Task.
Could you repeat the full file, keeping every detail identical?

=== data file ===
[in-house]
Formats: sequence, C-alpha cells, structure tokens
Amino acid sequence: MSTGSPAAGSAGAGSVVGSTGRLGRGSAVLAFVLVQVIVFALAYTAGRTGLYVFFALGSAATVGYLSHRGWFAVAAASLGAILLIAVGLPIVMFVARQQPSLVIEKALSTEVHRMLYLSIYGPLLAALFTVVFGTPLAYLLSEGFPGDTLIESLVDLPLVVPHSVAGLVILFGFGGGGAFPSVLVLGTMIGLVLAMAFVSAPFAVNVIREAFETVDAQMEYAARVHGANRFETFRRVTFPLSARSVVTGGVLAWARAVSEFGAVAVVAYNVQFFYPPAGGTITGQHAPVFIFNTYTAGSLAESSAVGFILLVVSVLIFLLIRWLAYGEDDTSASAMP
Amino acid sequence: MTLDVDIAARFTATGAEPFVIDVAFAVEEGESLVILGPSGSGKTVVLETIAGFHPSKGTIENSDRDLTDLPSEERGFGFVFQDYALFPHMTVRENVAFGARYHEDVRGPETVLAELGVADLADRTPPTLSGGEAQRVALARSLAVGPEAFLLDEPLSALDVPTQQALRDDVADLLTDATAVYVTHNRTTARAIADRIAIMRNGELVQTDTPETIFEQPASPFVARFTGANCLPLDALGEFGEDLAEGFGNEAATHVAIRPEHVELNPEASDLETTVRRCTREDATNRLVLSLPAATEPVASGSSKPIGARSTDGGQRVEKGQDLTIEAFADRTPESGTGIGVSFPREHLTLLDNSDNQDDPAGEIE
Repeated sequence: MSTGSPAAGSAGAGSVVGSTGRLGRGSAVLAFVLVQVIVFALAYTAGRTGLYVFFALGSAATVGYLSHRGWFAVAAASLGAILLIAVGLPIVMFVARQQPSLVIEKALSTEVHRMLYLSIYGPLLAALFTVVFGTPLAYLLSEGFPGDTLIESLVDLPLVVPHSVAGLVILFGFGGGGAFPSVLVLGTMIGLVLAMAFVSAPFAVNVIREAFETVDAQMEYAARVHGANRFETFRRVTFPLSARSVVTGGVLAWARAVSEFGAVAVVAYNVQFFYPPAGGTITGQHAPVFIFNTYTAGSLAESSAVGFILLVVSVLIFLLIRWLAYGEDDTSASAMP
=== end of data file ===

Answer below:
[in-house]
Formats: sequence, C-alpha cells, structure tokens
Amino acid sequence: MSTGSPAAGSAGAGSVVGSTGRLGRGSAVLAFVLVQVIVFALAYTAGRTGLYVFFALGSAATVGYLSHRGWFAVAAASLGAILLIAVGLPIVMFVARQQPSLVIEKALSTEVHRMLYLSIYGPLLAALFTVVFGTPLAYLLSEGFPGDTLIESLVDLPLVVPHSVAGLVILFGFGGGGAFPSVLVLGTMIGLVLAMAFVSAPFAVNVIREAFETVDAQMEYAARVHGANRFETFRRVTFPLSARSVVTGGVLAWARAVSEFGAVAVVAYNVQFFYPPAGGTITGQHAPVFIFNTYTAGSLAESSAVGFILLVVSVLIFLLIRWLAYGEDDTSASAMP
Amino acid sequence: MTLDVDIAARFTATGAEPFVIDVAFAVEEGESLVILGPSGSGKTVVLETIAGFHPSKGTIENSDRDLTDLPSEERGFGFVFQDYALFPHMTVRENVAFGARYHEDVRGPETVLAELGVADLADRTPPTLSGGEAQRVALARSLAVGPEAFLLDEPLSALDVPTQQALRDDVADLLTDATAVYVTHNRTTARAIADRIAIMRNGELVQTDTPETIFEQPASPFVARFTGANCLPLDALGEFGEDLAEGFGNEAATHVAIRPEHVELNPEASDLETTVRRCTREDATNRLVLSLPAATEPVASGSSKPIGARSTDGGQRVEKGQDLTIEAFADRTPESGTGIGVSFPREHLTLLDNSDNQDDPAGEIE
Repeated sequence: MSTGSPAAGSAGAGSVVGSTGRLGRGSAVLAFVLVQVIVFALAYTAGRTGLYVFFALGSAATVGYLSHRGWFAVAAASLGAILLIAVGLPIVMFVARQQPSLVIEKALSTEVHRMLYLSIYGPLLAALFTVVFGTPLAYLLSEGFPGDTLIESLVDLPLVVPHSVAGLVILFGFGGGGAFPSVLVLGTMIGLVLAMAFVSAPFAVNVIREAFETVDAQMEYAARVHGANRFETFRRVTFPLSARSVVTGGVLAWARAVSEFGAVAVVAYNVQFFYPPAGGTITGQHAPVFIFNTYTAGSLAESSAVGFILLVVSVLIFLLIRWLAYGEDDTSASAMP